The Department of Justice told AT&T that it would need to sell off CNN or offer other concessions in order to have its acquisition of Time Warner approved, according to several reports Wednesday. The reports differed slightly on the details.
The Financial Times first reported the news, citing three unnamed people with direct knowledge of negotiations over the $84.5 billion deal. Its sources said the Justice Department called for the sale of CNN specifically, though it noted that dropping CNN was “just one of the demands” the government had made in order to approve the deal. One unnamed source said CNN’s sale was one of two demands.
President Donald Trump has feuded with CNN since his days as a candidate, calling the network “fake news.”
Politico followed up on the FT report, though its unnamed sources “familiar with the discussions” said only that the DOJ’s expectations of “structural remedies” were being interpreted as an ultimatum to sell off CNN.
The New York Times, citing unnamed people “briefed on the matter,” said that AT&T and Time Warner had been told to sell off Turner Broadcasting, of which CNN is one of several cable channels. Two unnamed sources told the paper that the deal could alternatively go forward if AT&T sold DirecTV, the satellite TV provider it bought in 2015.
On Wednesday, responding to a reported Justice Department claim that he had offered to sell CNN, AT&T’s CEO, Randall Stephenson, refuted the claim and said “throughout this process, I have never offered to sell CNN and have no intention of doing so,” according to CNN’s Brian Stelter and Politico’s Michael Calderone.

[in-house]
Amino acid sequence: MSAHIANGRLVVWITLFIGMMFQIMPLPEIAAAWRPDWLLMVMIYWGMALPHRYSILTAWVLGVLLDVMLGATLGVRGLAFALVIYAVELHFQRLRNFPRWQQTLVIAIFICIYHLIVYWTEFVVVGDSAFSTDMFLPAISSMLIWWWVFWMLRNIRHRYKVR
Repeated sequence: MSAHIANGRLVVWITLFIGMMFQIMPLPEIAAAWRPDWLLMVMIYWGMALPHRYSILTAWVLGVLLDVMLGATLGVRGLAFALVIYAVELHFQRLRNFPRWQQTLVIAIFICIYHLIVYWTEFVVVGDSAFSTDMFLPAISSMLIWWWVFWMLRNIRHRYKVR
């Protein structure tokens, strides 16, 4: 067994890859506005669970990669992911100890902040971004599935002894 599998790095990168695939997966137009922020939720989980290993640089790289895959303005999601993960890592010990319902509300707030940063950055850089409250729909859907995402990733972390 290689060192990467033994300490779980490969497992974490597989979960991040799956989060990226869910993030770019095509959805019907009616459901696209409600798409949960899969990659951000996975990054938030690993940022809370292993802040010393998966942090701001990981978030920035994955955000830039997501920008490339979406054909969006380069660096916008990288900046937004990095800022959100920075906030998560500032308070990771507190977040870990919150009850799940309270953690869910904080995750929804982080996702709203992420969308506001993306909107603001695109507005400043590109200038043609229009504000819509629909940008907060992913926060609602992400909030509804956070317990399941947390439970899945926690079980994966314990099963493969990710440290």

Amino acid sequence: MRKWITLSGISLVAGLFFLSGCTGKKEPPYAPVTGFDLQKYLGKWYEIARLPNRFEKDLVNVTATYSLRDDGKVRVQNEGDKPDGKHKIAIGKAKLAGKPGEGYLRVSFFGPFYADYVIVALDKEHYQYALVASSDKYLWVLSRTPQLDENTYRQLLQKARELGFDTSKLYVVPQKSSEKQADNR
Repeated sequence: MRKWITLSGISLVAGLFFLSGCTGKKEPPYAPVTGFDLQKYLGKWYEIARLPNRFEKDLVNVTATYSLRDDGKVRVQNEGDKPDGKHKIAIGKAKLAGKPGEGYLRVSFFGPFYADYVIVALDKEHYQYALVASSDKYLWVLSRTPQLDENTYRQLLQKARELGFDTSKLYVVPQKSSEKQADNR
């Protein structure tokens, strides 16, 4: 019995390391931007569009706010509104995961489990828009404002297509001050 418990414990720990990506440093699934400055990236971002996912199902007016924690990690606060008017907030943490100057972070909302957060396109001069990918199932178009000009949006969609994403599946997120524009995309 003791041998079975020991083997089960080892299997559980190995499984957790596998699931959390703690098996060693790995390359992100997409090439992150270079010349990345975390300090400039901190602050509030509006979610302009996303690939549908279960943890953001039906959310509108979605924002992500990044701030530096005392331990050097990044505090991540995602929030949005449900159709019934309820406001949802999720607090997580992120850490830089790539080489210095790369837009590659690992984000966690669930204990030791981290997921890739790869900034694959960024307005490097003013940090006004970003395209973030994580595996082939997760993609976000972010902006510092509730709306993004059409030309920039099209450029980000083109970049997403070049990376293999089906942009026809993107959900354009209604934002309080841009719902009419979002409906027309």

“We are in active discussions with the D.O.J.,” AT&T CFO John Stephens told the New York Times earlier Tuesday. “I cannot comment on those discussions. But with those discussions, I can now say that the timing of the closing of the deal is now uncertain.”
In October 2016, AT&T and Time Warner said they had reached a merger deal, marking an especially massive consolidation in a media industry now used to them.
“We think AT&T has tremendous capabilities that we don’t have on our own,” Time Warner’s CEO said at the time, according to the Los Angeles Times. He cited AT&T’s mobile device-driven potential to deliver Time Warner content to its customers. “This is a unique combination.”
Still, the deal needs the Justice Department’s approval.
“It’s all about CNN,” one unnamed source with “direct knowledge” of the negotiations told the Financial Times.
During the 2016 presidential campaign, Donald Trump, who as President has been known to violate traditional barriers between his administration and the Department of Justice, said he was against the merger.
He said his administration “will not approve” the deal “because it’s too much concentration of power in the hands of too few.” White House adviser Kellyanne Conway denied on Sunday that the White House was intervening in the Justice Department’s work on the deal, Politico noted.
Stephenson has said in the past that selling off CNN “doesn’t seem relevant to approving a deal like this.” Last week, the Wall Street Journal reported that Trump’s Justice Department was weighing a lawsuit challenging the deal.
This post has been updated.
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